We are not tournament organizers.

    We are making the game. The game plays just as well with a golden demon award winning army as it does with toys and paper cutouts. As such, we, as the makers and providers of a game that DOES NOT PRODUCE ANY MODELS, should not care what people use. It literally does not effect us.

    If someone wants to play with toys or paper cutouts, then I am happy that another person is playing the game. If you want to refuse to play against them, that is on you. But T9A as a game should not be the ones making that decision.
    No please, do not try to focus on a different point based on the excuse you do rules, I can roll my eyes too. It's like talking about fishing and you just point " hey I just make boats".

    My point is still valid. Give anyone the possibility of not purchasing a single model and playing with your rules and he will never do it. I'm not saying we should encourage people to buy models, I'm saying we should encourage players to use models.

    Imagine how many armies you can print with 25€, more or less the price a single box has. The best way to quit someone from the project is to refuse to play with him. So now you have 2 choices : you refuse to play with someone who always plays with papers and at the end he will quit because he will not play with models or you keep playing against papers and he will never buy models because he can play with papers.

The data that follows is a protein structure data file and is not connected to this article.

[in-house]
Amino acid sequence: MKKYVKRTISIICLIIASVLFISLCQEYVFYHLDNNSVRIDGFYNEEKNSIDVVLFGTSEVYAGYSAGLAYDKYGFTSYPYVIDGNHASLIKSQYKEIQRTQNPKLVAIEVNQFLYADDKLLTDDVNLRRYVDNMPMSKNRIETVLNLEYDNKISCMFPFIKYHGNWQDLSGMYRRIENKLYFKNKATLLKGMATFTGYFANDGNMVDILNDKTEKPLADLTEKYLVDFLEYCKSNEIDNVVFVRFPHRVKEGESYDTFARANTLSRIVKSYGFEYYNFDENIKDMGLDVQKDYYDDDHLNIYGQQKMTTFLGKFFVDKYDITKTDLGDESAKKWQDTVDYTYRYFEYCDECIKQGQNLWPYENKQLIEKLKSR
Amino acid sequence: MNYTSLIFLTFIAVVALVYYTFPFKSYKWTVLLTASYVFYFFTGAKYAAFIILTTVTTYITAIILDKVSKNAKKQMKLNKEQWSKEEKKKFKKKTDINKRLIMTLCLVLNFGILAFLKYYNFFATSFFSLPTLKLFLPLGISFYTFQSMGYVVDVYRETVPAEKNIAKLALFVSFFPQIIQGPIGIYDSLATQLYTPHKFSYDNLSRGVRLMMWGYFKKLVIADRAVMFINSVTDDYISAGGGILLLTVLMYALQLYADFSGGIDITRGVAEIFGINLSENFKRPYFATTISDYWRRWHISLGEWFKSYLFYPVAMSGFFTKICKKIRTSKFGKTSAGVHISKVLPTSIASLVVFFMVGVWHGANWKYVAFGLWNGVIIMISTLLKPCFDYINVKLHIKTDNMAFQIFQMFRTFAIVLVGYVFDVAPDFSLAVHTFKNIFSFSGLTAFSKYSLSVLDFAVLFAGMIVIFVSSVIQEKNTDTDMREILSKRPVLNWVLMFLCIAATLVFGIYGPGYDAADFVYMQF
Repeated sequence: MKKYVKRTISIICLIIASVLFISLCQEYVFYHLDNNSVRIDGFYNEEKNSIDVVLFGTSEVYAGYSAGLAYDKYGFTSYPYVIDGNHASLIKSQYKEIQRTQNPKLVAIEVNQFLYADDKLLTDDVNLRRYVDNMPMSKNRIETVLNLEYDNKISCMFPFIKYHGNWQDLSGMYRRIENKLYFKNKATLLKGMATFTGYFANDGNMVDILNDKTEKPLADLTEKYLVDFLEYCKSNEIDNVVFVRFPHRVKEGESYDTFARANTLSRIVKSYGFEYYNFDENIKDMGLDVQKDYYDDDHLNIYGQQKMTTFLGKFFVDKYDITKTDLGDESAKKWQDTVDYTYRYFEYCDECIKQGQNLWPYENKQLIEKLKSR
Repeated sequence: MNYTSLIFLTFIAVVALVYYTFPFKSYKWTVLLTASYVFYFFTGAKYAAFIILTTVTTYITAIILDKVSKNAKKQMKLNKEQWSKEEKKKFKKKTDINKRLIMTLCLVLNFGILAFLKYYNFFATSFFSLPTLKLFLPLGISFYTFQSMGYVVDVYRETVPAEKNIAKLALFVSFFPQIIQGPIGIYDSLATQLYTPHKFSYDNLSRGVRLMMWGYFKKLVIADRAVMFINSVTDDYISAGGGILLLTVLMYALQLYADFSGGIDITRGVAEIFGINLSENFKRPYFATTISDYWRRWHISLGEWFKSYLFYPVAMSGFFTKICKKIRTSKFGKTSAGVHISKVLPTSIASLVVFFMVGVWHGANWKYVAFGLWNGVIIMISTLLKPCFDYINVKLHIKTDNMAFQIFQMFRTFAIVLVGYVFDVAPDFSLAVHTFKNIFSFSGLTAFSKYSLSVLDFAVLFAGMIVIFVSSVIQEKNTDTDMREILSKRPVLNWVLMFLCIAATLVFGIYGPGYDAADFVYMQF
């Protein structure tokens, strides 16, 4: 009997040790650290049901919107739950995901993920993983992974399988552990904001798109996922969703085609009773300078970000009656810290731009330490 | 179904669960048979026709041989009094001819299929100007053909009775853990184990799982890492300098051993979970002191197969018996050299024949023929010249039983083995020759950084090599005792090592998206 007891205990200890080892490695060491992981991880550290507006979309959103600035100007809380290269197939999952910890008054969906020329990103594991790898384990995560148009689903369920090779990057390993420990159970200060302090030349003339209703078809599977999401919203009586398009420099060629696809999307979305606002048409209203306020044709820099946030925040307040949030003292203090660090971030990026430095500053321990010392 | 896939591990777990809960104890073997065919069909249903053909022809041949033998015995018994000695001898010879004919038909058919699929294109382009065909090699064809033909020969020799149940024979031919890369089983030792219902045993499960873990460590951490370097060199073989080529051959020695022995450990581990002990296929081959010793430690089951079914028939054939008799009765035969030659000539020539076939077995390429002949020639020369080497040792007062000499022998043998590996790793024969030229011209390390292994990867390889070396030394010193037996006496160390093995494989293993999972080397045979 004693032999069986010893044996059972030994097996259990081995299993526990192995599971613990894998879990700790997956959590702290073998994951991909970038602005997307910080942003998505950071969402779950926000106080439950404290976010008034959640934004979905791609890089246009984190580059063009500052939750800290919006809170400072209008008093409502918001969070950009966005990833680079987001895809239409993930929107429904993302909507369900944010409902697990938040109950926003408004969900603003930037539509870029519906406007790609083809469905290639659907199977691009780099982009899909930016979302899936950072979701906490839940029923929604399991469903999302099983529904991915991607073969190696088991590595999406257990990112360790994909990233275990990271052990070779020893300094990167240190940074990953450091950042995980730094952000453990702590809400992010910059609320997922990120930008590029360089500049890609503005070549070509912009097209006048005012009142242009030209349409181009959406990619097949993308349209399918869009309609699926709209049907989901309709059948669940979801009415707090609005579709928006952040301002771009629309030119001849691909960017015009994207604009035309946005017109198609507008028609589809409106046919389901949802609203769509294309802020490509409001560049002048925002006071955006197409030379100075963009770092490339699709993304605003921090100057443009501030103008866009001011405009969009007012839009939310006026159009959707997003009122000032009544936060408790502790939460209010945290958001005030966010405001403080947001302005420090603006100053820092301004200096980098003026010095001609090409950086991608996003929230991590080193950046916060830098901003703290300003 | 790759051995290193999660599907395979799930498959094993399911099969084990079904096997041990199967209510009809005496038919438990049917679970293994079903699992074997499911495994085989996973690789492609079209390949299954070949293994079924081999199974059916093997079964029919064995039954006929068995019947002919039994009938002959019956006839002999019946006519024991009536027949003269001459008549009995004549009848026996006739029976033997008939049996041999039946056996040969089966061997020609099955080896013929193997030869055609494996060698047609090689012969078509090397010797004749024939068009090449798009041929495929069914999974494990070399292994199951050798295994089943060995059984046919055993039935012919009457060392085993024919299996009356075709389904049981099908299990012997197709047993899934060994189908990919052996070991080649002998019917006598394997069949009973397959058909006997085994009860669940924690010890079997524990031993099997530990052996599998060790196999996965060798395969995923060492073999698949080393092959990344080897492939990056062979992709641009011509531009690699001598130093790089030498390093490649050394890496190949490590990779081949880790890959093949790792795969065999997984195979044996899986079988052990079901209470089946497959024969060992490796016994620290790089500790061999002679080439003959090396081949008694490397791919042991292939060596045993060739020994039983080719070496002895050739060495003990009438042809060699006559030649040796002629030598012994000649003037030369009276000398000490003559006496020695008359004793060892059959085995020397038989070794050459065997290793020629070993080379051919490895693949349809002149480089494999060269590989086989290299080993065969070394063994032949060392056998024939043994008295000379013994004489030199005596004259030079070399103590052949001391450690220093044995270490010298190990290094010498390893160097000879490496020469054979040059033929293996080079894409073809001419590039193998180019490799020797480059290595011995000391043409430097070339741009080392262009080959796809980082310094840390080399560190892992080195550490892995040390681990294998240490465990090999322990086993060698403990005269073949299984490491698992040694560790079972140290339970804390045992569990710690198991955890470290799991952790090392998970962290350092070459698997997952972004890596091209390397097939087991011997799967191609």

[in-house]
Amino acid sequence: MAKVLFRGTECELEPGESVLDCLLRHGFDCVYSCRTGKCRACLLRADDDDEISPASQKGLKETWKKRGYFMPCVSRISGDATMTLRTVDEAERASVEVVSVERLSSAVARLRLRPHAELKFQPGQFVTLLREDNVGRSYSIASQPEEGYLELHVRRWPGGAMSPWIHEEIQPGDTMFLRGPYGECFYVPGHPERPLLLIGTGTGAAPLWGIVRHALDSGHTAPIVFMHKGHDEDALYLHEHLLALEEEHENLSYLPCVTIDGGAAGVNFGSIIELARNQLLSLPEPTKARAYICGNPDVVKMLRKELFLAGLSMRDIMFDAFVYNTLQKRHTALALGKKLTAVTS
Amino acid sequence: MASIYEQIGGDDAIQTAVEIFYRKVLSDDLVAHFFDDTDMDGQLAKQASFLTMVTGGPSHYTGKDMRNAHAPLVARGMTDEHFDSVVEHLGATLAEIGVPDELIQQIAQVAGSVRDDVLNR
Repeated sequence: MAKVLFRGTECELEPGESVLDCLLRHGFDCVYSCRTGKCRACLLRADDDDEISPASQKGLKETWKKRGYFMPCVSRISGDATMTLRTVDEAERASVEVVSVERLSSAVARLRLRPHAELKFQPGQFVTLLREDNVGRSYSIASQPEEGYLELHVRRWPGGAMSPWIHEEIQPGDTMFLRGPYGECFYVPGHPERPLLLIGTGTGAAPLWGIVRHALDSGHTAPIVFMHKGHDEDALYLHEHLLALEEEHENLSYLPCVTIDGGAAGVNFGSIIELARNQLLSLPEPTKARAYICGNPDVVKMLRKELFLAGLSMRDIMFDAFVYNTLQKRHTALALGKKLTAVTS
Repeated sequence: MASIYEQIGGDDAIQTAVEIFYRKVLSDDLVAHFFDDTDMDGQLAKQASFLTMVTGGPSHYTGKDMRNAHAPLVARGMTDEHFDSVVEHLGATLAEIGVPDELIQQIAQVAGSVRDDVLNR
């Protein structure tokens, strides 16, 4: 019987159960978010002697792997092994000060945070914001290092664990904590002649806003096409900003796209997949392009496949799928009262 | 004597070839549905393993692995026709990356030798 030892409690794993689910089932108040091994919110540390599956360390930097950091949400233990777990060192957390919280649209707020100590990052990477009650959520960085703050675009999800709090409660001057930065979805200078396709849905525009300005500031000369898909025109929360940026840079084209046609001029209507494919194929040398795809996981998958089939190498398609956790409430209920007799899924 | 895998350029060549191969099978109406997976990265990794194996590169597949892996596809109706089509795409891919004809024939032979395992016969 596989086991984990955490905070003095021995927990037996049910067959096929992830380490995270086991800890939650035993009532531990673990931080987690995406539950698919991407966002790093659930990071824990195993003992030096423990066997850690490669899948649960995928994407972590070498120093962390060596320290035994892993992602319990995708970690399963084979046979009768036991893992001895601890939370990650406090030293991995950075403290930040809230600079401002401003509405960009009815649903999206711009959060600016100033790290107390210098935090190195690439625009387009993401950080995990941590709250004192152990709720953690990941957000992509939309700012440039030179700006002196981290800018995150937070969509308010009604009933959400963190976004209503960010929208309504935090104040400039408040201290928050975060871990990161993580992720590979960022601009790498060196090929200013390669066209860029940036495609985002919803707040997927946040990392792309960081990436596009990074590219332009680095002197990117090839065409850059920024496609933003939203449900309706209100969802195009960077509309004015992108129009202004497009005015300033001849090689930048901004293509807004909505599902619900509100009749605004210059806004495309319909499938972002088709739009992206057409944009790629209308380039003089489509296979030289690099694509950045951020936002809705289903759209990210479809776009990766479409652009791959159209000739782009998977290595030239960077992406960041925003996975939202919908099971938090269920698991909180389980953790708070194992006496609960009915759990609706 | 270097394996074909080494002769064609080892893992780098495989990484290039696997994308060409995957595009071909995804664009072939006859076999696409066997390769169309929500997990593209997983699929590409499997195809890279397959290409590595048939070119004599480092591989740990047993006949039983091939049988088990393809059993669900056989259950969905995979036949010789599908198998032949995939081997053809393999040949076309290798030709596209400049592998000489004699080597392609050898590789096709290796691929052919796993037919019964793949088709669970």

• Rubencm81 wrote:

    My point is still valid. Give anyone the possibility of not purchasing a single model and playing with your rules and he will never do it.
    I highly doubt that.
    The whole hobby is build around the desire to paint and play with toy soldiers. I strongly believe that we can put 'The game should only be played with our official paper cut-outs. But if you really want to use models, we will tolerate that.' in the rule book and virtually nothing would change.
  • Rubencm81 wrote:

    My point is still valid. Give anyone the possibility of not purchasing a single model and playing with your rules and he will never do it.